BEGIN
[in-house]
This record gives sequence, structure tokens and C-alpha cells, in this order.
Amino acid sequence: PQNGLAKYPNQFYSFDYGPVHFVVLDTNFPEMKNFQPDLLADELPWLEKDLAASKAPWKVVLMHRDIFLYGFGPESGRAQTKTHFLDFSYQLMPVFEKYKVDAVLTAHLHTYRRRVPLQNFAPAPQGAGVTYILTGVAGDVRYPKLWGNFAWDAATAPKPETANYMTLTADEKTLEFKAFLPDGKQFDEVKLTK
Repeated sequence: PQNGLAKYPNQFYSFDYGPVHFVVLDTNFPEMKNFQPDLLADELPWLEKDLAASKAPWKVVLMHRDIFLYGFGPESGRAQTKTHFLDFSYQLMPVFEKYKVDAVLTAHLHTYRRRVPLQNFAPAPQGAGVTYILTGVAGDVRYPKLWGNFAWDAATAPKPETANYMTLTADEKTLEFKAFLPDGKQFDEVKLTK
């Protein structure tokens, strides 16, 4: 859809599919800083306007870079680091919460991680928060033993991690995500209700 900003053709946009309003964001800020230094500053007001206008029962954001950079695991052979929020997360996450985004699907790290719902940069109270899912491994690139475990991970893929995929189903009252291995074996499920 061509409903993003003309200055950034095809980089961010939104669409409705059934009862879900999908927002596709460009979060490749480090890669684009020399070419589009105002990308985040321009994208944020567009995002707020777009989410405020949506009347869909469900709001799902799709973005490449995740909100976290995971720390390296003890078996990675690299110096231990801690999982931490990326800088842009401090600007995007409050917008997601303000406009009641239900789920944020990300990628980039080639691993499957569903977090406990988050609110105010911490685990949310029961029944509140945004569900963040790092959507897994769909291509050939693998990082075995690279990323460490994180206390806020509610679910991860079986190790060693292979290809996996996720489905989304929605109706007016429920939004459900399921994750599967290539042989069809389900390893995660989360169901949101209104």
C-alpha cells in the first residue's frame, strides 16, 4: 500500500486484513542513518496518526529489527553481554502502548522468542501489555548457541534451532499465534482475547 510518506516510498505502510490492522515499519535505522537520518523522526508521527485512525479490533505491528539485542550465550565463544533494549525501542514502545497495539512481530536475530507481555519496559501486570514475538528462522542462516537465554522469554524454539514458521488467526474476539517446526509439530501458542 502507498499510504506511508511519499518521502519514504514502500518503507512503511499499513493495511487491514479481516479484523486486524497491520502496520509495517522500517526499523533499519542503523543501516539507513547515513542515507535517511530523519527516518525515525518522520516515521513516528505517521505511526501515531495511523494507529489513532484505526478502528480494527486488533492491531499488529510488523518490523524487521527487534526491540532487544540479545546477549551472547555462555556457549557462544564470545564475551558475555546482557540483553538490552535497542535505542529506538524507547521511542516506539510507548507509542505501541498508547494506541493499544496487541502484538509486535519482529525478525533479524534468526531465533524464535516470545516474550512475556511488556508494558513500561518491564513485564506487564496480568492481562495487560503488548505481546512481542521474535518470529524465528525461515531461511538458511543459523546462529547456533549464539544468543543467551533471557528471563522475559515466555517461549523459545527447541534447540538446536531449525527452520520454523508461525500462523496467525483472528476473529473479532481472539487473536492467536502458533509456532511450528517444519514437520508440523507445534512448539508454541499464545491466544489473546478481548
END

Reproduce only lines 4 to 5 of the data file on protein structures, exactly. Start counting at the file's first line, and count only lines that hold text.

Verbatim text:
Repeated sequence: PQNGLAKYPNQFYSFDYGPVHFVVLDTNFPEMKNFQPDLLADELPWLEKDLAASKAPWKVVLMHRDIFLYGFGPESGRAQTKTHFLDFSYQLMPVFEKYKVDAVLTAHLHTYRRRVPLQNFAPAPQGAGVTYILTGVAGDVRYPKLWGNFAWDAATAPKPETANYMTLTADEKTLEFKAFLPDGKQFDEVKLTK
């Protein structure tokens, strides 16, 4: 859809599919800083306007870079680091919460991680928060033993991690995500209700 900003053709946009309003964001800020230094500053007001206008029962954001950079695991052979929020997360996450985004699907790290719902940069109270899912491994690139475990991970893929995929189903009252291995074996499920 061509409903993003003309200055950034095809980089961010939104669409409705059934009862879900999908927002596709460009979060490749480090890669684009020399070419589009105002990308985040321009994208944020567009995002707020777009989410405020949506009347869909469900709001799902799709973005490449995740909100976290995971720390390296003890078996990675690299110096231990801690999982931490990326800088842009401090600007995007409050917008997601303000406009009641239900789920944020990300990628980039080639691993499957569903977090406990988050609110105010911490685990949310029961029944509140945004569900963040790092959507897994769909291509050939693998990082075995690279990323460490994180206390806020509610679910991860079986190790060693292979290809996996996720489905989304929605109706007016429920939004459900399921994750599967290539042989069809389900390893995660989360169901949101209104």